Low levels of oxygen dissolved in the water is often referred to as a “dead zone” (in red above) because most marine life either dies or leaves. Habitats that would normally be teeming with life become, essentially, biological deserts.
The predicted size of this year's dead zone in the Gulf of Mexico depends on whom you ask. One forecast model predicts an unusually small area of oxygen-depleted water, while another predicts an extent in line with the recent average.
The reason for the difference: The more conservative prediction, made by researchers at the University of Michigan, only takes into account the nutrient-rich agricultural run off from the Mississippi River watershed this spring. While the other prediction, which comes from a Louisiana group, takes leftovers from the prior year's nutrient pollution into account.
These predictions are important because the loss of oxygen is bad news for the animals that live in these waters, and the dead zone threatens commercial and recreational fishing in the gulf.
This spring has been a drier-than-average one for the continental U.S., and the Mississippi River Valley and some other interior states experienced a May that was one of the 10 driest on record, according to U.S. weather records. [Mightiest Floods of the Mississippi River]
Less precipitation means less run-off to carry nutrients down the Mississippi and into the Gulf. Nutrients, specifically nitrogen, are responsible for the dead zone.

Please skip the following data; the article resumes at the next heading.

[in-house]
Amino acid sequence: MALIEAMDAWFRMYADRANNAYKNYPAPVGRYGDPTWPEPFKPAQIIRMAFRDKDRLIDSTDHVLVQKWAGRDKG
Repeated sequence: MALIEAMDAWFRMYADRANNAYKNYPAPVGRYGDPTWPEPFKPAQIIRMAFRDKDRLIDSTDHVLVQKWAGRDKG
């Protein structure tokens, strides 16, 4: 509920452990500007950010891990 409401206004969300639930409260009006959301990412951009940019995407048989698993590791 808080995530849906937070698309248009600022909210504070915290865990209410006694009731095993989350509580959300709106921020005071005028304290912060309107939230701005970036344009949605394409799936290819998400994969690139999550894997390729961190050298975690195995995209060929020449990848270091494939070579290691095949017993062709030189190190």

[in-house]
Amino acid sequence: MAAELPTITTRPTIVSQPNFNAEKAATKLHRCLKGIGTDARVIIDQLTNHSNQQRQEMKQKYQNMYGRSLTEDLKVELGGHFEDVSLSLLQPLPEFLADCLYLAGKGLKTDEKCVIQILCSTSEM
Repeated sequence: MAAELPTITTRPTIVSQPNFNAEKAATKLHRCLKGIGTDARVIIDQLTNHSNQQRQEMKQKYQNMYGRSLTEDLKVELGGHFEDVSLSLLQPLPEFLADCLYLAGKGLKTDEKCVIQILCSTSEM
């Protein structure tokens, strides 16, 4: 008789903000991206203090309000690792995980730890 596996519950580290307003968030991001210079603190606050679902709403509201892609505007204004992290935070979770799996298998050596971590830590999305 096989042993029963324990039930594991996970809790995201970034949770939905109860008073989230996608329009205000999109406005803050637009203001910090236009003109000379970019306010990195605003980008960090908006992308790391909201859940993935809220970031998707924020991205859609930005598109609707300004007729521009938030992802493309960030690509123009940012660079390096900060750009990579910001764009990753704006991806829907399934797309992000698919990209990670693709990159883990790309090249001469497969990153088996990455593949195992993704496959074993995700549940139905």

University of Michigan forecasters are predicting a dead zone of about 1,197 square miles (3,100 square kilometers), well below the average of 6,000 square miles (15,540 square kilometers) for the past five years, according to the U.S. National Oceanic and Atmospheric Administration.
Meanwhile, researchers in Louisiana have made a much less optimistic prediction. Louisiana Universities Marine Consortium and Louisiana State University scientists are estimating the dead zone will reach 6,213 square miles (16,092 square km).
The Louisianan model factors in excess nitrogen brought into the Gulf the prior year and tucked into bottom sediments, for a "carryover effect."
The nitrogen pollution fertilizes algae in the water, which bloom, then die and sink. The microbes that decompose the dead algae suck oxygen out of the water. What's more, the lighter freshwater flowing into the Gulf forms a layer above the heavier salt water, this prevents oxygen from mixing into the deeper water.
Officials expect to announce the actual size of this summer's dead, or hypoxic, zone between July 27 and Aug. 3. Last year, the dead zone measured 6,765 miles (17,521 square km).